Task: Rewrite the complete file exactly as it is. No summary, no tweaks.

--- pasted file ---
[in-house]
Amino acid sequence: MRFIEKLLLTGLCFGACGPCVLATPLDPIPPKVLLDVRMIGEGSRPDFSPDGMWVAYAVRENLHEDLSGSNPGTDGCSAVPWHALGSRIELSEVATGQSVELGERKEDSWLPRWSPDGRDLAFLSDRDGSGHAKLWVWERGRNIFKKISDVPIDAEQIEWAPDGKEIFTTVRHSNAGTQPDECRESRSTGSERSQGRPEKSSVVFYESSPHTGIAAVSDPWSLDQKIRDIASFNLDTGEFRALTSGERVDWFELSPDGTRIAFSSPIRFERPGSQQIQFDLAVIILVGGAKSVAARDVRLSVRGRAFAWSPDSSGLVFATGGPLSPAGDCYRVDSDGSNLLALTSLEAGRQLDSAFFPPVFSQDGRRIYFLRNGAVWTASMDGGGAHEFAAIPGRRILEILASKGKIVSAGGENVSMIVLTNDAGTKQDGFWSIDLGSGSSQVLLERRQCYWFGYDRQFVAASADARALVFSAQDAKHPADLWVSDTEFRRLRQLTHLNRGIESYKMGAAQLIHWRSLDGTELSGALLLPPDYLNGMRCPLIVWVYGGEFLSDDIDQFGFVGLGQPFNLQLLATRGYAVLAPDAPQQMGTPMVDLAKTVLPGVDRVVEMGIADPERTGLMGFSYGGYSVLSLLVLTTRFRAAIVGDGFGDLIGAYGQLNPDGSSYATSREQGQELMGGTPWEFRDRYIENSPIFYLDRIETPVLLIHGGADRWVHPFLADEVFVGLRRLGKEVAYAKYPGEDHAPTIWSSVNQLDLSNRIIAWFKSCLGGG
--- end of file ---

[in-house]
Amino acid sequence: MRFIEKLLLTGLCFGACGPCVLATPLDPIPPKVLLDVRMIGEGSRPDFSPDGMWVAYAVRENLHEDLSGSNPGTDGCSAVPWHALGSRIELSEVATGQSVELGERKEDSWLPRWSPDGRDLAFLSDRDGSGHAKLWVWERGRNIFKKISDVPIDAEQIEWAPDGKEIFTTVRHSNAGTQPDECRESRSTGSERSQGRPEKSSVVFYESSPHTGIAAVSDPWSLDQKIRDIASFNLDTGEFRALTSGERVDWFELSPDGTRIAFSSPIRFERPGSQQIQFDLAVIILVGGAKSVAARDVRLSVRGRAFAWSPDSSGLVFATGGPLSPAGDCYRVDSDGSNLLALTSLEAGRQLDSAFFPPVFSQDGRRIYFLRNGAVWTASMDGGGAHEFAAIPGRRILEILASKGKIVSAGGENVSMIVLTNDAGTKQDGFWSIDLGSGSSQVLLERRQCYWFGYDRQFVAASADARALVFSAQDAKHPADLWVSDTEFRRLRQLTHLNRGIESYKMGAAQLIHWRSLDGTELSGALLLPPDYLNGMRCPLIVWVYGGEFLSDDIDQFGFVGLGQPFNLQLLATRGYAVLAPDAPQQMGTPMVDLAKTVLPGVDRVVEMGIADPERTGLMGFSYGGYSVLSLLVLTTRFRAAIVGDGFGDLIGAYGQLNPDGSSYATSREQGQELMGGTPWEFRDRYIENSPIFYLDRIETPVLLIHGGADRWVHPFLADEVFVGLRRLGKEVAYAKYPGEDHAPTIWSSVNQLDLSNRIIAWFKSCLGGG